Vaccine prevents cervical cancer

By HSC Staff Writer • Published: February 6th, 2006
Category: Health in a Heartbeat

When a large American drug company announces that its genetically engineered vaccine was found one-hundred percent effective in preventing cervical cancer, people are bound to take notice. Especially when the study included more than ten-thousand sexually active young women.

After all, cancer of the cervix is the second-most-common cancer in women, with seventeen-thousand new cases each year.

In the final-stage study of the vaccine, called Gardasil, researchers found it blocks infection with two types of human papilloma [papp-ih-lo-mah] virus, or H-P-V. These sexually transmitted viruses together account for about seventy percent of cervical cancers.

Women who participated in the Gardasil study were all sixteen to twenty-six years old and virus-free. Half got three doses of the vaccine over six months, and half got dummy shots. Among those still virus-free after the six months, none who received the vaccine developed cervical cancer over a two-year follow-up period. This compares with twenty-one who got dummy shots. Scientists say this difference was unlikely due to chance alone.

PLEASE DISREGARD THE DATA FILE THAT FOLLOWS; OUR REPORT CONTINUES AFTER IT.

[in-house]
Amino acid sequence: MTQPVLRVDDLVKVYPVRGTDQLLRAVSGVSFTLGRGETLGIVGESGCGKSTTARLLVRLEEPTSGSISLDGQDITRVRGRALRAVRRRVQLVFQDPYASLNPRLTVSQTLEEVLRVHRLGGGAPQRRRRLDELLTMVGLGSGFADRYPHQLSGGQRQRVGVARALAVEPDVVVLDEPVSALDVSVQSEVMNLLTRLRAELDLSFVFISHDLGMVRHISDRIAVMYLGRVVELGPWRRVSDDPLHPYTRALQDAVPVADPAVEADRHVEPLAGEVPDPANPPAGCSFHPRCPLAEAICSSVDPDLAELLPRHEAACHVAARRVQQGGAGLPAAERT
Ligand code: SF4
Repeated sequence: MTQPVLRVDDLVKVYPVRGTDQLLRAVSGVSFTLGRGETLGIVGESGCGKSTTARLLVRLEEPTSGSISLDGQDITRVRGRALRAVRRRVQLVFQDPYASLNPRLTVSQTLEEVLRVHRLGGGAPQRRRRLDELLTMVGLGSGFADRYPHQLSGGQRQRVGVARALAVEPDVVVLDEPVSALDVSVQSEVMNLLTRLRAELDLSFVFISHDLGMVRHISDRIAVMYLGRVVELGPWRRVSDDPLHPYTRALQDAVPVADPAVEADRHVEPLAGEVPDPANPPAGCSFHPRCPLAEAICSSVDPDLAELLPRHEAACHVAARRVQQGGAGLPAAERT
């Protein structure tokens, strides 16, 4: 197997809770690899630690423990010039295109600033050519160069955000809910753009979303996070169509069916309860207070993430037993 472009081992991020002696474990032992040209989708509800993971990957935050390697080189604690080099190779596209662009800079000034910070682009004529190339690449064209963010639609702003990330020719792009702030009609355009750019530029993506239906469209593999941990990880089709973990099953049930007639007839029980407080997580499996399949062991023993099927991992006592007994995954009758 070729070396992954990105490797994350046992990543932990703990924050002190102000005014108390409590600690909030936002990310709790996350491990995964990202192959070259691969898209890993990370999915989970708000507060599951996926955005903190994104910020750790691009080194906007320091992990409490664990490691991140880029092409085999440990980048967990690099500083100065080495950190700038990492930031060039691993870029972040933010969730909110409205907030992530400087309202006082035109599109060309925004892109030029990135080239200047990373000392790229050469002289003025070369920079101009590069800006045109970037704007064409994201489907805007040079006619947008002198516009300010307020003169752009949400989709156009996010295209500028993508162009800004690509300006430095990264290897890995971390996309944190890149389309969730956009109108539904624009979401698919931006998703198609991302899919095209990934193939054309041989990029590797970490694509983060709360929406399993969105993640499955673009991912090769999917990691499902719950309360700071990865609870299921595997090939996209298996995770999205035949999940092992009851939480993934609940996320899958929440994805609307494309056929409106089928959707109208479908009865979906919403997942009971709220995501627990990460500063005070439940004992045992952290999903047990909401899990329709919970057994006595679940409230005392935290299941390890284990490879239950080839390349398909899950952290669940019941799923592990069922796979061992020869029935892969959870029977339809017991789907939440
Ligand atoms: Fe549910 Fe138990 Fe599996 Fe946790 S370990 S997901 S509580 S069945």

A second analysis involving five-thousand-plus women showed that just one participant developed cervical cancer after receiving the vaccine treatment.

Both studies were funded by Merck and Company. Reporting at a recent meeting of the Infectious Diseases Society of America, the scientists said the key is getting women, teens and even girls in grammar school to take the vaccine before they become sexually active.

Merck plans to seek F-D-A approval to sell its vaccine for use by girls and young women sometime in 2006.